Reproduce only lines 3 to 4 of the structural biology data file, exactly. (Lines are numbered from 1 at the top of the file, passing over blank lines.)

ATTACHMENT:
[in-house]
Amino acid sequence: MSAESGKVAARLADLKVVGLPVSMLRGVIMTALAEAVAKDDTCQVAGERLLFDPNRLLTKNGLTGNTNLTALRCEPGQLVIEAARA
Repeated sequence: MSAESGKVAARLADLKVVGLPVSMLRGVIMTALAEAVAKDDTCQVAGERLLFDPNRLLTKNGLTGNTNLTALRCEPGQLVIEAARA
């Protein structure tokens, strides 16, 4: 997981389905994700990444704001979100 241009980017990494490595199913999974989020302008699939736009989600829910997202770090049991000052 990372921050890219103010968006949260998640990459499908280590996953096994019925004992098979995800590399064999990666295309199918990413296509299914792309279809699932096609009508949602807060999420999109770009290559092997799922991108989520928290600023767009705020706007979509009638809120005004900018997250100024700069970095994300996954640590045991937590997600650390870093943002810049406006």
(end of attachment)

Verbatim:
Repeated sequence: MSAESGKVAARLADLKVVGLPVSMLRGVIMTALAEAVAKDDTCQVAGERLLFDPNRLLTKNGLTGNTNLTALRCEPGQLVIEAARA
């Protein structure tokens, strides 16, 4: 997981389905994700990444704001979100 241009980017990494490595199913999974989020302008699939736009989600829910997202770090049991000052 990372921050890219103010968006949260998640990459499908280590996953096994019925004992098979995800590399064999990666295309199918990413296509299914792309279809699932096609009508949602807060999420999109770009290559092997799922991108989520928290600023767009705020706007979509009638809120005004900018997250100024700069970095994300996954640590045991937590997600650390870093943002810049406006």